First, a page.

Using Airflow Containment to Reclaim Power Capacity

The modern data center is home to all of the new platforms which house corporate IT environments. Now, these data center environments are tasked with hosting more users, more workloads and a lot more data. With the cloud, virtualization and high-density computing – data centers have also been tasked with operating and more optimal states. This means finding ways to better contain airflow and overcome challenges with limited power availability.

In this case study, we learn how Seattle-based TeleCommunication Systems (TCS) saw plans for its new data center run into a wall when the local utility company said the grid didn’t have enough available power to support the expansion.

“We found out we had absorbed every spare ounce of energy the building had available,” said Stephen Walgren, TCS Data Facility Engineer. “For us to grow we would have to go to Seattle City Light and have them put in a new primary feed.”

But in this case, it seemed running into a wall was exactly what TCS needed. How so? Utilizing a “cooling wall” introduced by the design-build firm of McKinstry, TCS’ new data center not only overcame the problem of limited power availability, it made TCS one of the most efficient data centers in the Pacific Northwest. Deployed through an evaporative-only cooling wall and airflow containment provided by Chatsworth Products (CPI) Passive Cooling Solutions, the TCS data center expansion went on to earn two ASHRAE awards—one national and one regional—and an average PUE of 1.15.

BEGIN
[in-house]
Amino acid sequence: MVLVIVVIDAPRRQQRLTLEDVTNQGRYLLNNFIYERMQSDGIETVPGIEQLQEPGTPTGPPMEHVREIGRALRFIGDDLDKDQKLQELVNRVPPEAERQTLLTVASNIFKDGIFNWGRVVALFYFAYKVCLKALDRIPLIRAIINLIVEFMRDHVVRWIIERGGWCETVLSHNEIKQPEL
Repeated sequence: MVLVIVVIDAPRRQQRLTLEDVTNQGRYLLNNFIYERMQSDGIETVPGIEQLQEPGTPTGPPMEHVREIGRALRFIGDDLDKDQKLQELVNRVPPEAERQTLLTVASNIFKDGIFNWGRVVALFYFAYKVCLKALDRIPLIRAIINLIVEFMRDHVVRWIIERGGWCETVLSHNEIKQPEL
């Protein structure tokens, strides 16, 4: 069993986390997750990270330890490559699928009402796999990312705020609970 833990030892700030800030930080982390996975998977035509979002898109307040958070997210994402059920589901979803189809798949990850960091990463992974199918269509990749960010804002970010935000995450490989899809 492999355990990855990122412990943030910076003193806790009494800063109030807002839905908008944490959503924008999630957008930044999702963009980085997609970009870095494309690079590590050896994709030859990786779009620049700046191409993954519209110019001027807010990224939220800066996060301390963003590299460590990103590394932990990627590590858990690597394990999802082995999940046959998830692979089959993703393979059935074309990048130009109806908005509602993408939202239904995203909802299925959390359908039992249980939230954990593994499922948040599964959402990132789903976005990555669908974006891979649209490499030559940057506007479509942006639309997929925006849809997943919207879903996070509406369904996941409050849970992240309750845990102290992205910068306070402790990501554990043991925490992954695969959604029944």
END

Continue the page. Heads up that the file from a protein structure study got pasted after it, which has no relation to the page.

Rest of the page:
[Image source: Chatsworth Products, Inc.]

As the reliance on the data center continues to grow – there will be that continued need around efficiency. Data center operators will need to work with intelligent and powerful technologies capable of reducing the PUE and improving air flow. Download this case study today to learn how TCS, McKinstry and CPI have proven that an efficient data center design can overcome power limitations and drastically reduce energy consumption—in this case by an estimated 513,590 kW per year.

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About the Author

Bill Kleyman is a veteran, enthusiastic technologist with experience in data center design, management and deployment. His architecture work includes virtualization and cloud deployments as well as business network design and implementation. Currently, Bill works as the Vice President of Strategy and Innovation at MTM Technologies, a Stamford, CT based consulting firm.

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  1. Ed Lynch

    Last paragraph states 513,590 kW saved, should be kWH. kWH is a unit of energy consumption. In the world of energy efficiency/PUE, care must be used for the terms power and energy.